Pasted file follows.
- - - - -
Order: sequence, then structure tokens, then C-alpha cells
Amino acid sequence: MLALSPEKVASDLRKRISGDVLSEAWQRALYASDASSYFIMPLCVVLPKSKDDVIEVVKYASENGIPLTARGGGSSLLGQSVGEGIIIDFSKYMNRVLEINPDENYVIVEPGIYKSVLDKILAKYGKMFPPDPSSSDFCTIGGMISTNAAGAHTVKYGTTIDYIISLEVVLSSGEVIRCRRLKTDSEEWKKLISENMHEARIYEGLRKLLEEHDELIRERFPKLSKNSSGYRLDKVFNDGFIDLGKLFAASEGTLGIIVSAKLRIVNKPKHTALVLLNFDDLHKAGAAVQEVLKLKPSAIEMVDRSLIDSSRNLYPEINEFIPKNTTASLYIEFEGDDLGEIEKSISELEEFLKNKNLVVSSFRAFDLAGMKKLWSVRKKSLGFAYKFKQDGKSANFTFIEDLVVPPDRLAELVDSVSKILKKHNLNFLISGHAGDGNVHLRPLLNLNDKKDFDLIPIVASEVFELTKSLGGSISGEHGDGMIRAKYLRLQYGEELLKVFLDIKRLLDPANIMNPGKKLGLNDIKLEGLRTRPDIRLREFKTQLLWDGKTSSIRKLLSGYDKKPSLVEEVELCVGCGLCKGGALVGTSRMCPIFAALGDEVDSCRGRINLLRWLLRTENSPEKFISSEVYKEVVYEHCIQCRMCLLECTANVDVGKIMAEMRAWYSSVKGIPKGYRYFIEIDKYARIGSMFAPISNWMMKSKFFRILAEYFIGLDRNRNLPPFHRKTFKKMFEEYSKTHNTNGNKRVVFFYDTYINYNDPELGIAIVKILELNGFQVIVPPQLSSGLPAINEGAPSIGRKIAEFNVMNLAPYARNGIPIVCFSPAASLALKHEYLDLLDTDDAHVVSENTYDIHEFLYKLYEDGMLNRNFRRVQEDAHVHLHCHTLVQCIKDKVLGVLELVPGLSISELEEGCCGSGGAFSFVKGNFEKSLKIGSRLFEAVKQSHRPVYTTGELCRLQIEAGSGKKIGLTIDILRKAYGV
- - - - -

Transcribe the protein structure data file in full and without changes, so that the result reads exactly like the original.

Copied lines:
Order: sequence, then structure tokens, then C-alpha cells
Amino acid sequence: MLALSPEKVASDLRKRISGDVLSEAWQRALYASDASSYFIMPLCVVLPKSKDDVIEVVKYASENGIPLTARGGGSSLLGQSVGEGIIIDFSKYMNRVLEINPDENYVIVEPGIYKSVLDKILAKYGKMFPPDPSSSDFCTIGGMISTNAAGAHTVKYGTTIDYIISLEVVLSSGEVIRCRRLKTDSEEWKKLISENMHEARIYEGLRKLLEEHDELIRERFPKLSKNSSGYRLDKVFNDGFIDLGKLFAASEGTLGIIVSAKLRIVNKPKHTALVLLNFDDLHKAGAAVQEVLKLKPSAIEMVDRSLIDSSRNLYPEINEFIPKNTTASLYIEFEGDDLGEIEKSISELEEFLKNKNLVVSSFRAFDLAGMKKLWSVRKKSLGFAYKFKQDGKSANFTFIEDLVVPPDRLAELVDSVSKILKKHNLNFLISGHAGDGNVHLRPLLNLNDKKDFDLIPIVASEVFELTKSLGGSISGEHGDGMIRAKYLRLQYGEELLKVFLDIKRLLDPANIMNPGKKLGLNDIKLEGLRTRPDIRLREFKTQLLWDGKTSSIRKLLSGYDKKPSLVEEVELCVGCGLCKGGALVGTSRMCPIFAALGDEVDSCRGRINLLRWLLRTENSPEKFISSEVYKEVVYEHCIQCRMCLLECTANVDVGKIMAEMRAWYSSVKGIPKGYRYFIEIDKYARIGSMFAPISNWMMKSKFFRILAEYFIGLDRNRNLPPFHRKTFKKMFEEYSKTHNTNGNKRVVFFYDTYINYNDPELGIAIVKILELNGFQVIVPPQLSSGLPAINEGAPSIGRKIAEFNVMNLAPYARNGIPIVCFSPAASLALKHEYLDLLDTDDAHVVSENTYDIHEFLYKLYEDGMLNRNFRRVQEDAHVHLHCHTLVQCIKDKVLGVLELVPGLSISELEEGCCGSGGAFSFVKGNFEKSLKIGSRLFEAVKQSHRPVYTTGELCRLQIEAGSGKKIGLTIDILRKAYGV